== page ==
13th UK Jewish Film Festival: The Girl On The Train (Le Fille Du RER) (2009), Dir. André Téchiné

Tension mounts for Jeanne (Émilie Dequenne) as she sits with Samuel Bleistein's (Michel Blanc) family

Rating: 7/10

The film concerns the twenty-something Jeanne  (a luminous Émilie Dequenne) and the consequences that come about when she makes up an anti-Semetic attack. It starts by showing the close relationship with her caring single mother Louise (the brilliant Catherine Deneuve), making her fall from grace more baffling and disturbing to Louise and the audience. When Jeanne is looking for her job Louise finds her a secretarial role at her old friend (who formerly wanted to marry her whiole she was married to Jeanne’s late father) Samuel Bleistein’s (Michel Blanc) law firm.

However she does not get the job and instead meets a man Franck (an intriguing Nicholas Duvaucelle who bears more than a passing resemblance to Tom Hardy) while skating who pursues her (after cleverly scamming her a suitcase) until she finally agress to meet up with him again (*spoiler warning read on to next paragraph if you don’t want to know all the plot details*). He then gets her involved unknowingly in a drugs ring so he can afford to live with her. An incident with a drug dealer then leaves him hospitlaised and prompts him to break off with her, angry for getting attached and annoyed  that she lied to him about her job as  a secretary. The whole incident leaves Jeanne traumitised and partly explains her fabrication of the anti-Semetic violence against her, showing her need for love and attention in this time of crisis.

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London Film Festival ’09 Review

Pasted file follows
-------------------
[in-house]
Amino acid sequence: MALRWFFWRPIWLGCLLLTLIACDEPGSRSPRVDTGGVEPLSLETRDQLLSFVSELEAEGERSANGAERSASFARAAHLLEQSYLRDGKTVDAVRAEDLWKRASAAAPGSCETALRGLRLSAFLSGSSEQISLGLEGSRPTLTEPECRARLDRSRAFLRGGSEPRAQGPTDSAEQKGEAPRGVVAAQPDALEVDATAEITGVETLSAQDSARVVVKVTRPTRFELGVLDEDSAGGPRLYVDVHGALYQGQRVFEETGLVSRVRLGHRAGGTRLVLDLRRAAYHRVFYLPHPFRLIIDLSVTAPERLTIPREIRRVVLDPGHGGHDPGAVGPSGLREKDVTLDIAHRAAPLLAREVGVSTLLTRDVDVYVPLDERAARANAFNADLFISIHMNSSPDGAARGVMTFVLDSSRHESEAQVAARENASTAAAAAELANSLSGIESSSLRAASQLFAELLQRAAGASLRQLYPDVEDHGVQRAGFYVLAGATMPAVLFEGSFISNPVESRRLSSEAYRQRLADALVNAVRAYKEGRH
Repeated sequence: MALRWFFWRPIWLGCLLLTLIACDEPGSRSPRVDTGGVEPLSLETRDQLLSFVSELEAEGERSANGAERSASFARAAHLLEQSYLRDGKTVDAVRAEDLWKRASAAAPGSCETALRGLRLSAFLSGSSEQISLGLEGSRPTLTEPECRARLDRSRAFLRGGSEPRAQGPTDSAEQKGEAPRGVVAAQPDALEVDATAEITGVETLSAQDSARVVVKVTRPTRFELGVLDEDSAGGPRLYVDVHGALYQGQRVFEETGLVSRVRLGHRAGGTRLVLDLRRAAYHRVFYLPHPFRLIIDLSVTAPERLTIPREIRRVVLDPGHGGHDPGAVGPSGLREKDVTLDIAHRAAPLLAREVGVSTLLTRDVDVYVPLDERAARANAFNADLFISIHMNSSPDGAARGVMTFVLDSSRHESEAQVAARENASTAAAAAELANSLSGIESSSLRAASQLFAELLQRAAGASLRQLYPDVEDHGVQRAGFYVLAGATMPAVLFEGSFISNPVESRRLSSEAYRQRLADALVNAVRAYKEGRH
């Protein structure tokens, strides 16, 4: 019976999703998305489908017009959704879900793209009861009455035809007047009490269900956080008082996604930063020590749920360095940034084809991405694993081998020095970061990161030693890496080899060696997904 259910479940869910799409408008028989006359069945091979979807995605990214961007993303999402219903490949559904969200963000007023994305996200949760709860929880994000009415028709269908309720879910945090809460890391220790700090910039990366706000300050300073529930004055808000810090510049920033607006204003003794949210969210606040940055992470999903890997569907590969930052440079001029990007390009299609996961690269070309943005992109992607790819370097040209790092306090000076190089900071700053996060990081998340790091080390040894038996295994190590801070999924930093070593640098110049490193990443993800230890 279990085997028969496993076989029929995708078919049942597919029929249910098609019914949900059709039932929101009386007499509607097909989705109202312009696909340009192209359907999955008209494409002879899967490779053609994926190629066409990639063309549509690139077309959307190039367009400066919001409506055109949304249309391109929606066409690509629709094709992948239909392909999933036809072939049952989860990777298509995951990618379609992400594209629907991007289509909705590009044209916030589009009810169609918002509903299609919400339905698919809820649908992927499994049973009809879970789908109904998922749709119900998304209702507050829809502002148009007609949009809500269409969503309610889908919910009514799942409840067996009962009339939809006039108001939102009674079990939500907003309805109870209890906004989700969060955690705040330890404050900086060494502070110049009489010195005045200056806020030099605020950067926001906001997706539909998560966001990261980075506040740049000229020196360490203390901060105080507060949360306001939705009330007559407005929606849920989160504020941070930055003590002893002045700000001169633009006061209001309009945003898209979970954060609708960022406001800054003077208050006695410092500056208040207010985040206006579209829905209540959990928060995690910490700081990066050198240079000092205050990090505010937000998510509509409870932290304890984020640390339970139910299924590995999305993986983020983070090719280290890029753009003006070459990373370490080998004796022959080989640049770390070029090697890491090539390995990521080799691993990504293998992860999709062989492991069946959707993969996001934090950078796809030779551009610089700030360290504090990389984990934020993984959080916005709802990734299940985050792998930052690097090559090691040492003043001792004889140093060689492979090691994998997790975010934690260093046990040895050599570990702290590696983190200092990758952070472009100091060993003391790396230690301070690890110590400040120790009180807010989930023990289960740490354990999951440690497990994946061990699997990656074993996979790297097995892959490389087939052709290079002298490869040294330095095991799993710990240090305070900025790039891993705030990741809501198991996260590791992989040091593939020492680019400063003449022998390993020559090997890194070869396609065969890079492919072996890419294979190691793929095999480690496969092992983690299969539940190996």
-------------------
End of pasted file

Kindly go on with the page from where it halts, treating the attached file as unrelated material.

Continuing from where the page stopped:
So there was plenty of great looking films to choose from (I particularly wanted also to see Jacques Audiard’s  A Prophet as recommended to me by Julien Planté, Joon-Ho Bong’s Mother, Jacques Rivette’s Around A Small Mountain, Elia Suleiman’s The Time That Remains, Jarmusch’s The Limits Of Control and Mia Hansen-Løve’s Father of My Children amongst others, guess I will have to wait for the DVDs) and I eventually chose rather a mixed bag.


Jeunet's latest stars Dany Boon (centre) as Bazil, here with his adopted family of eccentrics.

The first film I saw was the Gala opening of Jean-Pierre Jeunet’s Micmacs (Micmacs À  Tire-Larigot) which I found to be not quite as good as Amelie of City Of Lost Children. Jean Pierre-Jeunet’s  last film A Very Long Engagement marked a departure to a more serious tone and epic scale and it’s been five years since then after an adaptation of Yann Martel’s Life of Pi  (tis a  shame I would’ve liked to have seen that) got too expensive, as Jeunet himself told us introducing the film. So there was a high expectation for this one.

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